Sharon Salzberg, a student of Buddhism since 1971, has been leading meditation retreats worldwide since 1974. Influenced by her more than 25 years of study with Burmese, Indian, and Tibetan teachers, she teaches intensive awareness practice (vipassana or insight meditation) and the profound cultivation of lovingkindness and compassion (the Brahma Viharas). She is a cofounder of the Insight Meditation Society and the Barre Center for Buddhist Studies, both in Massachusetts. She is the author of books including The Kindness Handbook, Lovingkindness, A Heart as Wide as the World, and, most recently, Real Change. She has also authored several Sounds True audio programs including Insight Meditation (with Joseph Goldstein), Room to Breathe, and Lovingkindness Meditation.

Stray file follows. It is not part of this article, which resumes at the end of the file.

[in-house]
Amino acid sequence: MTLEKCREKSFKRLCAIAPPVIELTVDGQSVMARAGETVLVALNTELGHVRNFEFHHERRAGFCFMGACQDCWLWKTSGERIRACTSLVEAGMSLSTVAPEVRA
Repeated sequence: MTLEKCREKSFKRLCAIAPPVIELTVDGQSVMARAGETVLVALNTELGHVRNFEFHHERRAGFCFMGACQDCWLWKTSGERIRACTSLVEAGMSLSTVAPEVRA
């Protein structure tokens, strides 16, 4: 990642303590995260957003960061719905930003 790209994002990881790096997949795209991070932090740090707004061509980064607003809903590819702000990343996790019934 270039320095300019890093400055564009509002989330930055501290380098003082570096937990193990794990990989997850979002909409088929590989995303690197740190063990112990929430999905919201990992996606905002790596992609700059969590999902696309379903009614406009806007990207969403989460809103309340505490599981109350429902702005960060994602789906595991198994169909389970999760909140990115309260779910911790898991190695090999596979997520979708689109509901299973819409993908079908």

In this podcast, Sharon Salzberg joins Sounds True’s founder, Tami Simon, to discuss her recent book, Real Change: Mindfulness to Heal Ourselves and the World—and how you can begin to bring the core of your being into your work, your community, and your life. Sharon and Tami also discuss how contemplative practices can open the heart, agency and reclaiming your power to effect change, the empowering symbol of the Statue of Liberty, transforming anger into courage, determining the next step you can take when you’re uncertain, patience, faith as the act of giving over your heart, generosity and how you end up with more through giving, moving from grief to resilience, suffering and the First Noble Truth, the role of joy on the path, living by the truth of interconnection, caring to know as the first step in making a difference, and a sneak preview of Sharon’s forthcoming book, Real Life.
It’s no surprise that the well-worn aphorism “It takes a village to raise a child” has resonated with many parents, along with another ancient proverb thought to have originated in Africa, “If you want to go fast, go alone; if you want to go far, go together.” Why do these now-clichéd old sayings ring true?